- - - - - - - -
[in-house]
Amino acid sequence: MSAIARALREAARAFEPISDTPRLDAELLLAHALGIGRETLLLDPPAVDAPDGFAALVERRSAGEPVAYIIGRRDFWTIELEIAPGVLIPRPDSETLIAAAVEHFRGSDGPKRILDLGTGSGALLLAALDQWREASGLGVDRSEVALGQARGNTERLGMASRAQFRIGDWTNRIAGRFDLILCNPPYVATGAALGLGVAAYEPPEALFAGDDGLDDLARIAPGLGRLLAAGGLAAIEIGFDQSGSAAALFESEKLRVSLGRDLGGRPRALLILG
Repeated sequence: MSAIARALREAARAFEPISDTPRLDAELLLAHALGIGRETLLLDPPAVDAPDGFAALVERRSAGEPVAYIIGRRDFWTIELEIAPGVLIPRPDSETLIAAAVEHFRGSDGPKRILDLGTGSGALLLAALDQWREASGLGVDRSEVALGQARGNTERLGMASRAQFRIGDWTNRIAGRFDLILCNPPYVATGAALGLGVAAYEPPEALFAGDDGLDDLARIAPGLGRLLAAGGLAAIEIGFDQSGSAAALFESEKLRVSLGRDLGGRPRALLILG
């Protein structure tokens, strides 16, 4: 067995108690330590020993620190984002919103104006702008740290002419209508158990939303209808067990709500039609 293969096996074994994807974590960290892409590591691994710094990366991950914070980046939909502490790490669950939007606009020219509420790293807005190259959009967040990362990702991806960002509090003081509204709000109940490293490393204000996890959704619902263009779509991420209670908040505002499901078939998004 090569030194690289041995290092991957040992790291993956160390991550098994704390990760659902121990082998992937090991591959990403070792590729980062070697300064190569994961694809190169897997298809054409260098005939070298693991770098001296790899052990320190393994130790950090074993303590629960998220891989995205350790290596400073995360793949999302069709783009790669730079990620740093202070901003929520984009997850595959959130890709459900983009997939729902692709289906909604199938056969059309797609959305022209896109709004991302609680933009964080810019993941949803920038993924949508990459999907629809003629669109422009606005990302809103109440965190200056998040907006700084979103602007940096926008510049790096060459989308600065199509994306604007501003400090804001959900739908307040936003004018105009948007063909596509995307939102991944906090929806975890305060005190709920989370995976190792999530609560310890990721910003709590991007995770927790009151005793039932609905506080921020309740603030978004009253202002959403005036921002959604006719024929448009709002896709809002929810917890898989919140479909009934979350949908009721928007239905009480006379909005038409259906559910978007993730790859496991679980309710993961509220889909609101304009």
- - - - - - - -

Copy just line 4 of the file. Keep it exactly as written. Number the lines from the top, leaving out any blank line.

């Protein structure tokens, strides 16, 4: 067995108690330590020993620190984002919103104006702008740290002419209508158990939303209808067990709500039609 293969096996074994994807974590960290892409590591691994710094990366991950914070980046939909502490790490669950939007606009020219509420790293807005190259959009967040990362990702991806960002509090003081509204709000109940490293490393204000996890959704619902263009779509991420209670908040505002499901078939998004 090569030194690289041995290092991957040992790291993956160390991550098994704390990760659902121990082998992937090991591959990403070792590729980062070697300064190569994961694809190169897997298809054409260098005939070298693991770098001296790899052990320190393994130790950090074993303590629960998220891989995205350790290596400073995360793949999302069709783009790669730079990620740093202070901003929520984009997850595959959130890709459900983009997939729902692709289906909604199938056969059309797609959305022209896109709004991302609680933009964080810019993941949803920038993924949508990459999907629809003629669109422009606005990302809103109440965190200056998040907006700084979103602007940096926008510049790096060459989308600065199509994306604007501003400090804001959900739908307040936003004018105009948007063909596509995307939102991944906090929806975890305060005190709920989370995976190792999530609560310890990721910003709590991007995770927790009151005793039932609905506080921020309740603030978004009253202002959403005036921002959604006719024929448009709002896709809002929810917890898989919140479909009934979350949908009721928007239905009480006379909005038409259906559910978007993730790859496991679980309710993961509220889909609101304009």